Valentine’s is an important holiday for jewelers. Unfortunately, the holiday brings lots of customers into jewelry stores that are operating at peak performance. Stores are attempting to help many more customers with their jewelry shopping and purchases during this holiday than they normally accustomed to serve. There will be times when there are too many customers in some jewelry stores to receive the store’s most outstanding customer service. There are only so many hours in a day and so many store personnel to serve each awaiting shopper. How can management help store personnel provide the most impressive shopping experiences even though the store is very busy with many customers waiting to be served? Consider how shoppers and returning customers arrive at their opinions about a jewelry company through their exposure to moments of truth.
Jan Carlson, president and CEO of Scandinavian Airline Systems (SAS), is credited with popularizing the management concept “moments of truth.” It refers to any episode in which a customer or shopper comes into contact with a company and gains a perception. For example, moments of truth include the points at which a shopper enters a store, engages with a sales associate, requests service, or makes contact with any employee of the jewelry company.
Carlson said, “Nothing is more fragile than the fleeting contact between a customer in the marketplace and an employee on the front lines. When you establish contact, that’s when you establish Scandinavian Airline Systems.” Consider the 10,000,000 passengers SAS carried and how each individual passenger experienced an average of five encounters with SAS employees. The results equal 50,000,000 “moments of truth” that may or may not meet or exceed a passenger’s expectations for quality and service. Airlines are selling retail services and there is an application here for retail jewelers.
The moments of truth that occur in a jewelry store are no less important to the jeweler’s image and ability to create loyal customers. Consider critical moments of truth in a jewelry store during peak holiday sales times. Customer perceptions of the jewelry company can be generated before they even enter the store. What about the store exterior, parking lot, and window displays? Do they make a statement that supports the luxury shopping experience jewelry customers desire? How are customers greeted when they enter the store? Are sales associates trained to create rapport through their greetings? How are shoppers engaged when they have to wait for a sales associate? How are sales associates trained to encourage shoppers to share their shopping objectives without sounding like they are merely trying to qualify shoppers? How are shoppers encouraged to try on jewelry? How are sales associates supported in their perpetually evolving sales skills and talents? What total shopping experiences might individual customers perceive when they visit the store during peak holiday sales periods?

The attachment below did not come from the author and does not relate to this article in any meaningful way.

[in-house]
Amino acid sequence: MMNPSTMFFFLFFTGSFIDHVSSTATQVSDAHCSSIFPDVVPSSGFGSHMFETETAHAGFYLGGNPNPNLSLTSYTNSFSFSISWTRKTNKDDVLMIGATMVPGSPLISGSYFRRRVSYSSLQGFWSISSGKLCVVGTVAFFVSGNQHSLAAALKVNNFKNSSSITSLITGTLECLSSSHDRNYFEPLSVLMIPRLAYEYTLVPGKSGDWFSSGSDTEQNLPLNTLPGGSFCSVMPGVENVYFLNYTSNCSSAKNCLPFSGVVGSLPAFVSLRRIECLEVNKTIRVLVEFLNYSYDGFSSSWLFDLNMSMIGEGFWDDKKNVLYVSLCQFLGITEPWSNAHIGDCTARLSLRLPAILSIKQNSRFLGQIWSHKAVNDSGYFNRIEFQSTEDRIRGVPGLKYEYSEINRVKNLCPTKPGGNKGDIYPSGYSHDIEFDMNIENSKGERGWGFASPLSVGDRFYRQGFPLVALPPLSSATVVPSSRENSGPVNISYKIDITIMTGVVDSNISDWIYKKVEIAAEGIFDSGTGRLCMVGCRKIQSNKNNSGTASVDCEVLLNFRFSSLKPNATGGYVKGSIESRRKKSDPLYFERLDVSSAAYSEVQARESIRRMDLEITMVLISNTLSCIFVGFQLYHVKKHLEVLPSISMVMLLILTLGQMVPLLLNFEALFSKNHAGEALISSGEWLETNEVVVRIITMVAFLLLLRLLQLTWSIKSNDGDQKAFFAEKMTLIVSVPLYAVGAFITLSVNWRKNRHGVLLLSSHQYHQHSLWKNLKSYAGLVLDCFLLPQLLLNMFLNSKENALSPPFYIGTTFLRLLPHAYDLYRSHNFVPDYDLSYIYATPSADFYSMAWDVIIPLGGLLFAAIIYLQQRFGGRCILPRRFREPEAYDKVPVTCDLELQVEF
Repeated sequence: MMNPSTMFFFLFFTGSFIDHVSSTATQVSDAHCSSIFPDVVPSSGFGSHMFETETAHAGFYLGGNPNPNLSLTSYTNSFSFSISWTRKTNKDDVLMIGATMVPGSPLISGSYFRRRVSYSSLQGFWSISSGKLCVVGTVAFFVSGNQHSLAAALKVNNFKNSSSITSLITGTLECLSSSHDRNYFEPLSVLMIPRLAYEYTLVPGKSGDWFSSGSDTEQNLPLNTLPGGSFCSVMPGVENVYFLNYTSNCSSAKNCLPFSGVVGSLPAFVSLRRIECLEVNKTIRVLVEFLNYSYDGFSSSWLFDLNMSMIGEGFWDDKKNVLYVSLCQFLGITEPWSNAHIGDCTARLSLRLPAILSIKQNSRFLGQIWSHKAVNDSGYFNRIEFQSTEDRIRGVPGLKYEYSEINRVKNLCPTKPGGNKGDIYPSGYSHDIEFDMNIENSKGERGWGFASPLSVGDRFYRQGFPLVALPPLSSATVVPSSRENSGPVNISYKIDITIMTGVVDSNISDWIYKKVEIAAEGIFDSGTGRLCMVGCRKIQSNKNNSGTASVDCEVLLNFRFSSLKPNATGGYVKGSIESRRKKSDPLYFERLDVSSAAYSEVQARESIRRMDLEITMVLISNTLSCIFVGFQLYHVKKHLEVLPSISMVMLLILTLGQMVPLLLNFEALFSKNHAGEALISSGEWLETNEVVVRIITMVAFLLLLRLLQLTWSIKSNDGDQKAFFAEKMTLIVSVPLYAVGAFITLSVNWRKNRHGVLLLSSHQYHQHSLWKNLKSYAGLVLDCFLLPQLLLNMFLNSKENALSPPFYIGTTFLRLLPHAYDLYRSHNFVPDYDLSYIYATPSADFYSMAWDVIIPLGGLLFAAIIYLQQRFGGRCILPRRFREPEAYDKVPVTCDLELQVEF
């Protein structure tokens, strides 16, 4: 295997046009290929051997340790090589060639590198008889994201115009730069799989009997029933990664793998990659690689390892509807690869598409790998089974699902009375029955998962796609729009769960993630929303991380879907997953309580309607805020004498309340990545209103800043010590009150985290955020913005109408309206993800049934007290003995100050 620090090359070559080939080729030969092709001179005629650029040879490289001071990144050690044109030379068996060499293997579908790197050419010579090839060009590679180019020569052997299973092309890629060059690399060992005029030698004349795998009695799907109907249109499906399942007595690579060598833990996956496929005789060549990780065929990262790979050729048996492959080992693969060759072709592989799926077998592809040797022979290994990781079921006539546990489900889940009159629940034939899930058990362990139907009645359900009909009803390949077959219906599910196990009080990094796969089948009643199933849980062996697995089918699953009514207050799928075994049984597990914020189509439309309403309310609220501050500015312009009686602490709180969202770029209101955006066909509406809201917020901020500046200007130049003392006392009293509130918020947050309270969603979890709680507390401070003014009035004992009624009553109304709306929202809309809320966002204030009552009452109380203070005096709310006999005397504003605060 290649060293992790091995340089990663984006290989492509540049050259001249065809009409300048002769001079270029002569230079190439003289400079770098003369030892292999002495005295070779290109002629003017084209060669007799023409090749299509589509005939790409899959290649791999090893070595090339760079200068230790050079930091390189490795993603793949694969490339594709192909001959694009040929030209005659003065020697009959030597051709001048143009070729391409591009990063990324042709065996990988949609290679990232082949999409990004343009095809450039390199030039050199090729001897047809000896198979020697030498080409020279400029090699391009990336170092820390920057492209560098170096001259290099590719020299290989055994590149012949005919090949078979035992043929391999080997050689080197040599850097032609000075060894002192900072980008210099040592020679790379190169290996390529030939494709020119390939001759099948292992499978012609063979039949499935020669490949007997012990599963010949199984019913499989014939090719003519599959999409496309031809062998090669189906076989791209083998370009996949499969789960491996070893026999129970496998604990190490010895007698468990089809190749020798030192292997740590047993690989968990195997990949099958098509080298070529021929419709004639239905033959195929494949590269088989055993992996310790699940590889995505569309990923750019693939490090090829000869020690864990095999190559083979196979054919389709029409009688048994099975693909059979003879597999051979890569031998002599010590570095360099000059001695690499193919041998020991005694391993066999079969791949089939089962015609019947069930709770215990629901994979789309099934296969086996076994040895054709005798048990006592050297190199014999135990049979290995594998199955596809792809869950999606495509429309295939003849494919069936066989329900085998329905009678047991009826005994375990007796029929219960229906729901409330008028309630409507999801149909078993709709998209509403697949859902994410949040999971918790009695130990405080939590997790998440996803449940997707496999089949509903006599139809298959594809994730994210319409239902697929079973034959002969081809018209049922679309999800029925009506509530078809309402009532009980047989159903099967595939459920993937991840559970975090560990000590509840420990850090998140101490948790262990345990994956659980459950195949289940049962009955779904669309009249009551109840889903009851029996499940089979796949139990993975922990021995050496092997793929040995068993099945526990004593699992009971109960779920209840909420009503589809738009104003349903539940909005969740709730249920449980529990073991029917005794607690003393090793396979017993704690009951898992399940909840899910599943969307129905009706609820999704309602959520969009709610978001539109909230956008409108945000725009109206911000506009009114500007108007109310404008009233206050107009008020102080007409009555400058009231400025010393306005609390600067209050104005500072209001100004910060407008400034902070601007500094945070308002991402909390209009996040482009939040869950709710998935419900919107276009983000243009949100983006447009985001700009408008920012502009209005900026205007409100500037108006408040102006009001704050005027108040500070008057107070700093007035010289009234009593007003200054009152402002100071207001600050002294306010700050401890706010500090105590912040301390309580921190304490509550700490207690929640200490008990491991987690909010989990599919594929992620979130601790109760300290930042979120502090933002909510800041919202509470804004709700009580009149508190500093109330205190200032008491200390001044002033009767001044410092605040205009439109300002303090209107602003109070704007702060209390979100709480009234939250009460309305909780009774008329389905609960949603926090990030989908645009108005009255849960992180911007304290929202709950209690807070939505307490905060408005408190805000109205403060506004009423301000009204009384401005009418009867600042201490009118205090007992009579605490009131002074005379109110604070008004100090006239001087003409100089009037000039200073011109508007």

In each case, the shopper’s lasting impression of the jewelry company is determined by how professional, engaging, competent, concerned, accommodating, understanding and empathetic the staff is perceived to be…not just on their first visit to the store, but during every exposure to the company. Make sure you and your staff use your moments of truth wisely. Impressions are easily made and sometimes difficult to change. Plan how to exceed your customers’ expectations by better anticipating each moment of truth and reap the rewards this Valentine selling season.